The Punjab under Imperialism 1885 -1947
This comprehensive survey of British rule in the Punjab demonstrates that colonial policy-making led to many of the socio-economic and political problems currently plaguing Pakistan and Indian Punjab. Subordinating development goals to its political and military imperatives, the colonial state co-operated with the dominant social classes, the members of which became the major beneficiaries of agricultural colonization. Even while the rulers tried to use the vast resources of the Punjab to advance imperial purposes, they were themselves being used by their collaborators to advance implacable private interests. Such processes effectively retarded both nationalism and social change and resulted in the continued backwardness of the region even after the departure of the British.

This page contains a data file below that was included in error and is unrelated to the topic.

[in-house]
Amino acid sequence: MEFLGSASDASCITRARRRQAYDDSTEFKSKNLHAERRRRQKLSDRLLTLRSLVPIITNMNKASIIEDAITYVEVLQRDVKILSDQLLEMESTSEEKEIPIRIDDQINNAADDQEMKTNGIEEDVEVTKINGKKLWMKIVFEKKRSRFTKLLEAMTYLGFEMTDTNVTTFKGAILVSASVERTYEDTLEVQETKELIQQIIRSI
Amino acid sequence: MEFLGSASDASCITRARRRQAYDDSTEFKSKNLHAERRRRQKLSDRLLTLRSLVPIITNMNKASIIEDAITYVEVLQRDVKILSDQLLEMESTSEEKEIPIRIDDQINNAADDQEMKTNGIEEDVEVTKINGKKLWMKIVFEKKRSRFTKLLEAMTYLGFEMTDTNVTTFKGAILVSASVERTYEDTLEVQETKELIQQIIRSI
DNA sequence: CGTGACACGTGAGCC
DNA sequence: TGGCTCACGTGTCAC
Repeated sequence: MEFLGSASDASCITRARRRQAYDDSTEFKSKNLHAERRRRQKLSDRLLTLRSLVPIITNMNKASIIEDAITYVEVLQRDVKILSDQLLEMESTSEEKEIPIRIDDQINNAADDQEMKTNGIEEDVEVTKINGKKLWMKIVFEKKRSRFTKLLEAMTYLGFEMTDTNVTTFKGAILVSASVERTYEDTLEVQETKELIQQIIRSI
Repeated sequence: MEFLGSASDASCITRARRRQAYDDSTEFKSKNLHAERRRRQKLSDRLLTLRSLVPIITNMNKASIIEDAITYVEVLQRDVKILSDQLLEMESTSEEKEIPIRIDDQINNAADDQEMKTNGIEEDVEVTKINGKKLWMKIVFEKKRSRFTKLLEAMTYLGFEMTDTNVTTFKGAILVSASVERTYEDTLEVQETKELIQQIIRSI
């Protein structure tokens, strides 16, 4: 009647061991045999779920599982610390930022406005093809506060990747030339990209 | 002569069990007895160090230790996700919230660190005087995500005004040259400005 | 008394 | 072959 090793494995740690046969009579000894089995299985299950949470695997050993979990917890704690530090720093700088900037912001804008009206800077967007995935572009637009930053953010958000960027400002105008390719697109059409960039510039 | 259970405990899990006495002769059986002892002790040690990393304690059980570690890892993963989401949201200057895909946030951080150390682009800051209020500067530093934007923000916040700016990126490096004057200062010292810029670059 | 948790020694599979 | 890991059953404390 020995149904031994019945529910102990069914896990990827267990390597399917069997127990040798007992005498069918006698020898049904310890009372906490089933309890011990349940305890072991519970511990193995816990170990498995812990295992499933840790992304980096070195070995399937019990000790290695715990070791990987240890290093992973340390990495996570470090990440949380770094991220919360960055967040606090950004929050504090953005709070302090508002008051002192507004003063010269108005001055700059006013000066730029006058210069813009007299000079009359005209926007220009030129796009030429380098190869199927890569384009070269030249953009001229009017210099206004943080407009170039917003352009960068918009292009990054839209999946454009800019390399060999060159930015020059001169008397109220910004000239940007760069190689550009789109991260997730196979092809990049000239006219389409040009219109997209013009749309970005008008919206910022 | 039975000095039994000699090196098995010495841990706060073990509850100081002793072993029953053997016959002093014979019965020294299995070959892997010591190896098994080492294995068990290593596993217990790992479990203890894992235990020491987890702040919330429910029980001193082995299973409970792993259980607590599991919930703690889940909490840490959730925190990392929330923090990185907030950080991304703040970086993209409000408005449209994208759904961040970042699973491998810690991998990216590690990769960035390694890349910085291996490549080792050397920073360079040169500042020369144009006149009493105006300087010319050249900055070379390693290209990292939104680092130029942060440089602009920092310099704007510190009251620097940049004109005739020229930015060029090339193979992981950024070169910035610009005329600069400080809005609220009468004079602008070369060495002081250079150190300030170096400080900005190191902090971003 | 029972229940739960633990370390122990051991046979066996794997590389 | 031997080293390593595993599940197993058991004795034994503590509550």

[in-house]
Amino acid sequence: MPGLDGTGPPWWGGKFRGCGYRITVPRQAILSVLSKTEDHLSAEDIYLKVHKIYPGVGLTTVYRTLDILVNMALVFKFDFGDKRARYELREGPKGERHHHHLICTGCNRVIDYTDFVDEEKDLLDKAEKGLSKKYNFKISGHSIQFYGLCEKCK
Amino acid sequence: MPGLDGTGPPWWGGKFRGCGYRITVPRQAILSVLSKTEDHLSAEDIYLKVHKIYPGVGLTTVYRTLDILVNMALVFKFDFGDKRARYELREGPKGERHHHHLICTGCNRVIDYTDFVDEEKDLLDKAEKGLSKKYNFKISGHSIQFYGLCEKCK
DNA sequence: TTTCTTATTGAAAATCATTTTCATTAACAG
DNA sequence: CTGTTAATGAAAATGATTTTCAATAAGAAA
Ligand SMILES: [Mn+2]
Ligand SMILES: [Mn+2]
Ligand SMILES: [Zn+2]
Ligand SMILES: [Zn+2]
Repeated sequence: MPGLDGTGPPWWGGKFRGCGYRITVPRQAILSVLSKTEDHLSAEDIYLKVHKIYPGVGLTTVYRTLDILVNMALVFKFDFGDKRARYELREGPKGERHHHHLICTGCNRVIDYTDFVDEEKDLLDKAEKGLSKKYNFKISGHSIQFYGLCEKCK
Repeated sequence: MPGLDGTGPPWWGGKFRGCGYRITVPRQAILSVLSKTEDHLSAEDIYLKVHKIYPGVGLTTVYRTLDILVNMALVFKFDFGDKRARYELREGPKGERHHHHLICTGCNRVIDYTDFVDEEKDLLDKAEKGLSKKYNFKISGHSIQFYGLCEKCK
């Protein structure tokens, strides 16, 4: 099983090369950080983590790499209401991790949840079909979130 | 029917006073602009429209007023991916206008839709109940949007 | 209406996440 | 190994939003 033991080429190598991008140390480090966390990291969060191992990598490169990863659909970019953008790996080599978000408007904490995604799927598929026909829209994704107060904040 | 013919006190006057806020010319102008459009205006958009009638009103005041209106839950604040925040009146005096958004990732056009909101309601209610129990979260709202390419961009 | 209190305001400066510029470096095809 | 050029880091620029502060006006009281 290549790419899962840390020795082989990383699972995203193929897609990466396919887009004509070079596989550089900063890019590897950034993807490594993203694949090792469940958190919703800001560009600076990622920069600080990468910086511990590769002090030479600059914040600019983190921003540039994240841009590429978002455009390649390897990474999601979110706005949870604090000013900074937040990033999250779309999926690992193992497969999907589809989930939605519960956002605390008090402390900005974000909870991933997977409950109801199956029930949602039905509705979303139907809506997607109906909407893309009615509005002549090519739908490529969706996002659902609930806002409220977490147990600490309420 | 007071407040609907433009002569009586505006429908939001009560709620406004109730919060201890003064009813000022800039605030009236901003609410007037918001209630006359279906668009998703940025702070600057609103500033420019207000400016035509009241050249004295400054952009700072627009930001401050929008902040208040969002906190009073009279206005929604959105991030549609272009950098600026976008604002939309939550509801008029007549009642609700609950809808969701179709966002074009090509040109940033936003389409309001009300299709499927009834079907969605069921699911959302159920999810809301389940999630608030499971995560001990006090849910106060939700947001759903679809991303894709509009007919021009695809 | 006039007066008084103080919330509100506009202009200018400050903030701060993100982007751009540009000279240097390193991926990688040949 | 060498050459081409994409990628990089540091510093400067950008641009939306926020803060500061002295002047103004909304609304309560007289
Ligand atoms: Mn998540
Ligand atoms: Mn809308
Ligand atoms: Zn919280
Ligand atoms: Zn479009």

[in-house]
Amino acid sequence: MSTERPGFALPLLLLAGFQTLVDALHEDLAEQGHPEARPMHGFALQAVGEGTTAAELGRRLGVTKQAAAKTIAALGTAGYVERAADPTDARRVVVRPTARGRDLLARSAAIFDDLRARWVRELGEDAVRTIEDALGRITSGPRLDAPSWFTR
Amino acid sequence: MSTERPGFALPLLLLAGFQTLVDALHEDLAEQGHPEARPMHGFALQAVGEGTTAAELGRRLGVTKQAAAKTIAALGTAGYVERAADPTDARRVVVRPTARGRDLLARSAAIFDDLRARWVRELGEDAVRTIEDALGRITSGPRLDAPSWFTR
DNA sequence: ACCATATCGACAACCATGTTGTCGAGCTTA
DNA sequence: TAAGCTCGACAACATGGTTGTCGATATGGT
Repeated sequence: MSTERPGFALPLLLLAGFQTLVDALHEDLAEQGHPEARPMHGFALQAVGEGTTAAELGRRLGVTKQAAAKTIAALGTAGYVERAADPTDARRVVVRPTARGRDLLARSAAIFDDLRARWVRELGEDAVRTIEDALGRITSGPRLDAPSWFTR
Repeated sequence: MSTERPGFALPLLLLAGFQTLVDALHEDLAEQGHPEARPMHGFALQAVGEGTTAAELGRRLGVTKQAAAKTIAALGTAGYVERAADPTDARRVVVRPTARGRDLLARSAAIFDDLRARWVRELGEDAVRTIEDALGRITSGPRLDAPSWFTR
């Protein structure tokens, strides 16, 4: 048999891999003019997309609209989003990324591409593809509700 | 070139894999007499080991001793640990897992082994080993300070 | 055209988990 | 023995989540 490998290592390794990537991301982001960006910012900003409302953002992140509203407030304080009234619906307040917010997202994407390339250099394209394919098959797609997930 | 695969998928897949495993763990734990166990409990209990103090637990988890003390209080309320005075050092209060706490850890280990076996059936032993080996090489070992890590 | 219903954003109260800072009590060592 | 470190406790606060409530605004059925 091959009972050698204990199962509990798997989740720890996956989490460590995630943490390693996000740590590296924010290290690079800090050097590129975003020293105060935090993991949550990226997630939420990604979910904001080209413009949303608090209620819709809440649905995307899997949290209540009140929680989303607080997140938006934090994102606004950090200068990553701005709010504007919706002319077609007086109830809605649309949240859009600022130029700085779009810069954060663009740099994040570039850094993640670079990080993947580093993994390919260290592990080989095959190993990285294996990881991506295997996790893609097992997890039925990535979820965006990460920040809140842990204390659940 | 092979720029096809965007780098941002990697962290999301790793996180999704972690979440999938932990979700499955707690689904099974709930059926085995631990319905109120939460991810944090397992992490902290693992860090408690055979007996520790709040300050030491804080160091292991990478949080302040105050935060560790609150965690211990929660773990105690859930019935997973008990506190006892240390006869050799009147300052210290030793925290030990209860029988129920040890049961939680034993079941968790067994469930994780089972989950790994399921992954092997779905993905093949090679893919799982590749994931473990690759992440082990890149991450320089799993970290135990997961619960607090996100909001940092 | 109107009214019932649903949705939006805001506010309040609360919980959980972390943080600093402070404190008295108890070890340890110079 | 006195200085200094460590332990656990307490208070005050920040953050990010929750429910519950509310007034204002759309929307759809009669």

Professor Imran Ali has obtained his Honours degree from the University of Sussex, and Doctorate from the Australian National University. He has been Dean of Research, Head of the Social Sciences Department, and Jamil Nishtar Professor of Agribusiness at LUMS, Lahore; and Rector and Dean at KSBL, Karachi. He has taught Economic History at the Universities of New South Wales and Melbourne in Australia, and has held visiting and research positions in universities in Australia, UK and USA. He has been a consultant to several international agencies and member of several boards and committees. His research interests are in political economy, business strategy, agribusiness, and the history of agrarian and business development in Pakistan.